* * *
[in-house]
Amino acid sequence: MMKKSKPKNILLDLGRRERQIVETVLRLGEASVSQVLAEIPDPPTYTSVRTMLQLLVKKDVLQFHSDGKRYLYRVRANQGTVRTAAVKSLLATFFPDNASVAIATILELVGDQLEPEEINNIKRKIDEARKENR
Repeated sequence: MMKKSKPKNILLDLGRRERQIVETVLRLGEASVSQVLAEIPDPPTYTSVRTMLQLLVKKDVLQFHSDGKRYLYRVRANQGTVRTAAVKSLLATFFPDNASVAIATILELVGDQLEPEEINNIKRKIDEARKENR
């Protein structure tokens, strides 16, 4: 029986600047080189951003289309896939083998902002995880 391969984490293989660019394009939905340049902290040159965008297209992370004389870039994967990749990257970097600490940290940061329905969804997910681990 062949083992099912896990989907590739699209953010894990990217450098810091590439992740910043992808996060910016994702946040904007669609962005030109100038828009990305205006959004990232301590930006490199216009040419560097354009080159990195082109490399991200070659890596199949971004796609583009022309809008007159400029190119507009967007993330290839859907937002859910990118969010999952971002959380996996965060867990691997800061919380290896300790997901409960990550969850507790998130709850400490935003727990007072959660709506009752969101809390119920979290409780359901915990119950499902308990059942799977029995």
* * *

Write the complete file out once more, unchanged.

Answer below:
[in-house]
Amino acid sequence: MMKKSKPKNILLDLGRRERQIVETVLRLGEASVSQVLAEIPDPPTYTSVRTMLQLLVKKDVLQFHSDGKRYLYRVRANQGTVRTAAVKSLLATFFPDNASVAIATILELVGDQLEPEEINNIKRKIDEARKENR
Repeated sequence: MMKKSKPKNILLDLGRRERQIVETVLRLGEASVSQVLAEIPDPPTYTSVRTMLQLLVKKDVLQFHSDGKRYLYRVRANQGTVRTAAVKSLLATFFPDNASVAIATILELVGDQLEPEEINNIKRKIDEARKENR
């Protein structure tokens, strides 16, 4: 029986600047080189951003289309896939083998902002995880 391969984490293989660019394009939905340049902290040159965008297209992370004389870039994967990749990257970097600490940290940061329905969804997910681990 062949083992099912896990989907590739699209953010894990990217450098810091590439992740910043992808996060910016994702946040904007669609962005030109100038828009990305205006959004990232301590930006490199216009040419560097354009080159990195082109490399991200070659890596199949971004796609583009022309809008007159400029190119507009967007993330290839859907937002859910990118969010999952971002959380996996965060867990691997800061919380290896300790997901409960990550969850507790998130709850400490935003727990007072959660709506009752969101809390119920979290409780359901915990119950499902308990059942799977029995």